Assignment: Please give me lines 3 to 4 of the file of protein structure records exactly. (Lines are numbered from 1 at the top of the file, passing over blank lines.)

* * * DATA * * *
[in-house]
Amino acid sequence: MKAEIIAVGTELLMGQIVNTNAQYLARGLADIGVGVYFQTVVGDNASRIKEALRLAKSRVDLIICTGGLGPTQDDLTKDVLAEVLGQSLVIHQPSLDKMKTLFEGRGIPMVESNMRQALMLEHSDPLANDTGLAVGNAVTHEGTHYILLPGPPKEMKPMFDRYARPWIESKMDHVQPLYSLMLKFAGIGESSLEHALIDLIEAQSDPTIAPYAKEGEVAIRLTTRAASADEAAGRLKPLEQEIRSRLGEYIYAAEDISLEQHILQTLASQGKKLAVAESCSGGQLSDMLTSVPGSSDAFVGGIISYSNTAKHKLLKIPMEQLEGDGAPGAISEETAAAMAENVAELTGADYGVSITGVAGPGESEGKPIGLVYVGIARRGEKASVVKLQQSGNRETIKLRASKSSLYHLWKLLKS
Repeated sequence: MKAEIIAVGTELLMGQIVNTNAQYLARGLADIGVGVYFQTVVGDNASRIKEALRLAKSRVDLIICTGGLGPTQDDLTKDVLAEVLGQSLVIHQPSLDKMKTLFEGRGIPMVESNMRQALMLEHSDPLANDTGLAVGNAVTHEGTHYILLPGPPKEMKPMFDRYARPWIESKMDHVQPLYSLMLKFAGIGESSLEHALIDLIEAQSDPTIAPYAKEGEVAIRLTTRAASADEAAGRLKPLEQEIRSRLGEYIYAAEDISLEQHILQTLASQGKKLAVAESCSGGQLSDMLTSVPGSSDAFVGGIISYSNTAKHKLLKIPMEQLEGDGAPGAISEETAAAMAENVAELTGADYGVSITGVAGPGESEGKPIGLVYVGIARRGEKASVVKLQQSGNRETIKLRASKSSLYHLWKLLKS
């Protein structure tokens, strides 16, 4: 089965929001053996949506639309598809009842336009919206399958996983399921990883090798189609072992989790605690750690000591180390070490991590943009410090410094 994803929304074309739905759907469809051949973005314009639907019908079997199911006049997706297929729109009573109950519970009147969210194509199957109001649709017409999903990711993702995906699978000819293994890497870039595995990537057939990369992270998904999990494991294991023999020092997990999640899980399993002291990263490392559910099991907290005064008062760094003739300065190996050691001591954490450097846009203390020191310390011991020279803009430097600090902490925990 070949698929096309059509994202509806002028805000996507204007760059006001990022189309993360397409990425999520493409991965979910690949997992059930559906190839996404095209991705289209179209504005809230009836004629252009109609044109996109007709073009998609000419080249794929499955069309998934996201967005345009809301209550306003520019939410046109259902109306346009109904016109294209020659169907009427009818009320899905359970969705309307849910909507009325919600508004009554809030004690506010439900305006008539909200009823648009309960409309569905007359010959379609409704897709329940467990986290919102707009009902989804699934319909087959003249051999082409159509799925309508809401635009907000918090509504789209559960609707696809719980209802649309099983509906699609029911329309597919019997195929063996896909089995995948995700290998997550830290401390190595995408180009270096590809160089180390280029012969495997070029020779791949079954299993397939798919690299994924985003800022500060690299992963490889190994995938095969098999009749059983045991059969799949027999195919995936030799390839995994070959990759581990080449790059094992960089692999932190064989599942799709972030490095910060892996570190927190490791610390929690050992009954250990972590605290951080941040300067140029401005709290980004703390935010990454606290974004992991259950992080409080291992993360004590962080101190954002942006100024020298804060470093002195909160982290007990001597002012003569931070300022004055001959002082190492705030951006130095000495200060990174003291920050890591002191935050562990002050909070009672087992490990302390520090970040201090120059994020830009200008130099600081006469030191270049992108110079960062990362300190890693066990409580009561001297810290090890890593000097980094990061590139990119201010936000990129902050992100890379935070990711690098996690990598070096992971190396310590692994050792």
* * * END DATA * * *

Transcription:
Repeated sequence: MKAEIIAVGTELLMGQIVNTNAQYLARGLADIGVGVYFQTVVGDNASRIKEALRLAKSRVDLIICTGGLGPTQDDLTKDVLAEVLGQSLVIHQPSLDKMKTLFEGRGIPMVESNMRQALMLEHSDPLANDTGLAVGNAVTHEGTHYILLPGPPKEMKPMFDRYARPWIESKMDHVQPLYSLMLKFAGIGESSLEHALIDLIEAQSDPTIAPYAKEGEVAIRLTTRAASADEAAGRLKPLEQEIRSRLGEYIYAAEDISLEQHILQTLASQGKKLAVAESCSGGQLSDMLTSVPGSSDAFVGGIISYSNTAKHKLLKIPMEQLEGDGAPGAISEETAAAMAENVAELTGADYGVSITGVAGPGESEGKPIGLVYVGIARRGEKASVVKLQQSGNRETIKLRASKSSLYHLWKLLKS
């Protein structure tokens, strides 16, 4: 089965929001053996949506639309598809009842336009919206399958996983399921990883090798189609072992989790605690750690000591180390070490991590943009410090410094 994803929304074309739905759907469809051949973005314009639907019908079997199911006049997706297929729109009573109950519970009147969210194509199957109001649709017409999903990711993702995906699978000819293994890497870039595995990537057939990369992270998904999990494991294991023999020092997990999640899980399993002291990263490392559910099991907290005064008062760094003739300065190996050691001591954490450097846009203390020191310390011991020279803009430097600090902490925990 070949698929096309059509994202509806002028805000996507204007760059006001990022189309993360397409990425999520493409991965979910690949997992059930559906190839996404095209991705289209179209504005809230009836004629252009109609044109996109007709073009998609000419080249794929499955069309998934996201967005345009809301209550306003520019939410046109259902109306346009109904016109294209020659169907009427009818009320899905359970969705309307849910909507009325919600508004009554809030004690506010439900305006008539909200009823648009309960409309569905007359010959379609409704897709329940467990986290919102707009009902989804699934319909087959003249051999082409159509799925309508809401635009907000918090509504789209559960609707696809719980209802649309099983509906699609029911329309597919019997195929063996896909089995995948995700290998997550830290401390190595995408180009270096590809160089180390280029012969495997070029020779791949079954299993397939798919690299994924985003800022500060690299992963490889190994995938095969098999009749059983045991059969799949027999195919995936030799390839995994070959990759581990080449790059094992960089692999932190064989599942799709972030490095910060892996570190927190490791610390929690050992009954250990972590605290951080941040300067140029401005709290980004703390935010990454606290974004992991259950992080409080291992993360004590962080101190954002942006100024020298804060470093002195909160982290007990001597002012003569931070300022004055001959002082190492705030951006130095000495200060990174003291920050890591002191935050562990002050909070009672087992490990302390520090970040201090120059994020830009200008130099600081006469030191270049992108110079960062990362300190890693066990409580009561001297810290090890890593000097980094990061590139990119201010936000990129902050992100890379935070990711690098996690990598070096992971190396310590692994050792």